S. Epatha Merkerson in L.A.'s Sheba
photo by Craig Schwartz

If Broadway audiences want to know what the theatre — and life in America — was like in the 1950s, they'll have no trouble getting a general idea in the next few months. Playwriting titans of days past, Clifford Odets, Tennessee Williams and William Inge, will all be represented. First up is Inge's Come Back, Little Sheba, at Manhattan Theatre Club starring S. Epatha Merkerson and directed by Michael Pressman. The two previously tackled the play in a spring 2007 incarnation in Los Angeles. The show hasn't been seen on Broadway since 1950. Opening is Jan. 24 at the Biltmore.

Sheba will still be playing when director Debbie Allen's all-black staging of Williams' Cat on a Hot Tin Roof begins Feb. 12 at the Broadhurst. Featured in the unique take on the classic Southern drama of deceit and disillusion will be Anika Noni Rose, Giancarlo Esposito, James Earl Jones, Phylicia Rashad and Terrence Howard.


Morgan Freeman

Arriving last, in April at a Shubert theatre to be announced, will be Academy Award winners Morgan Freeman and Frances McDormand starring as a washed-up actor and his faithful wife in Odets' The Country Girl, directed by Mike Nichols. Also starring is Peter Gallagher.

Adding to the post-WWII feeling will be a couple other productions. Laurence Fishburne will star as the title character in the new play Thurgood. (Thurgood Marshall, in case you're still scratching your head. How many famous Thurgoods do you know?) The show, by George Stevens Jr., is based on the life of the famous lawyer, Civil Rights crusader and Supreme Court Justice. The presence of this attraction also adds to what is shaping up to be one of the most prosperous seasons for African-African actors in recent memory. Previews begin this spring at the Booth.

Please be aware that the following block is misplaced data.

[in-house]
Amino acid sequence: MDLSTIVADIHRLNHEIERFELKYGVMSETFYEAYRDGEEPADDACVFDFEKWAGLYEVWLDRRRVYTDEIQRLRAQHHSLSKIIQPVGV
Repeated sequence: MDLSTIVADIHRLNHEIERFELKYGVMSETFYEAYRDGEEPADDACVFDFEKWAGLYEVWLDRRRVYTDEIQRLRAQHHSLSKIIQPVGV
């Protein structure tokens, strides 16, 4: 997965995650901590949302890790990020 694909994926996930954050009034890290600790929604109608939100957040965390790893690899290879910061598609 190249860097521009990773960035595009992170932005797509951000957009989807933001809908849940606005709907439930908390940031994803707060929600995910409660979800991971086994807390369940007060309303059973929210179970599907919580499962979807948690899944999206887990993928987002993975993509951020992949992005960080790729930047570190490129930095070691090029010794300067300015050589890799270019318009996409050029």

The other 1950s-flavored show is an unlikely revival of Donald Bevan and Edmund Trzcinski's war drama set in a German prison camp, Stalag 17. The original play ran on Broadway in 1951 and played 472 performances at the 48th Street Theatre before closing June 21, 1952. Film director Spike Lee is the unusual helmsman of this work, which has not announced any official theatre or dates.